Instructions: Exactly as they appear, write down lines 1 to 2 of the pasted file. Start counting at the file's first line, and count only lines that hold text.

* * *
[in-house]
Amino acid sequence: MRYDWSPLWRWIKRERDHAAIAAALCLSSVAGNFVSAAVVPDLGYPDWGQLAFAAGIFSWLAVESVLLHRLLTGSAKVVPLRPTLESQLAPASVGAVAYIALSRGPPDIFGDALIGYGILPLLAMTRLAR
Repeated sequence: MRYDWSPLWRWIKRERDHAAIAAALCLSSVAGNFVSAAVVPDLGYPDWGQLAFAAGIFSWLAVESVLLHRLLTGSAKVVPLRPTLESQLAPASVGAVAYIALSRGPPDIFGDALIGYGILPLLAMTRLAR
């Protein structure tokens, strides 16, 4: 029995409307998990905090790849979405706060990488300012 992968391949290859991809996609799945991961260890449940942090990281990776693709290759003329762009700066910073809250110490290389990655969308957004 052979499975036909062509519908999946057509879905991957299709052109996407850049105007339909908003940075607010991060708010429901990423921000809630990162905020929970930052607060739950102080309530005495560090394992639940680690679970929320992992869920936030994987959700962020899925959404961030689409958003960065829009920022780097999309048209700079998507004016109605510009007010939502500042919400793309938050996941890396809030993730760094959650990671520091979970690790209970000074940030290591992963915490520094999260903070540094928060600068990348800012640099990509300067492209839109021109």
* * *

[in-house]
Amino acid sequence: MRYDWSPLWRWIKRERDHAAIAAALCLSSVAGNFVSAAVVPDLGYPDWGQLAFAAGIFSWLAVESVLLHRLLTGSAKVVPLRPTLESQLAPASVGAVAYIALSRGPPDIFGDALIGYGILPLLAMTRLAR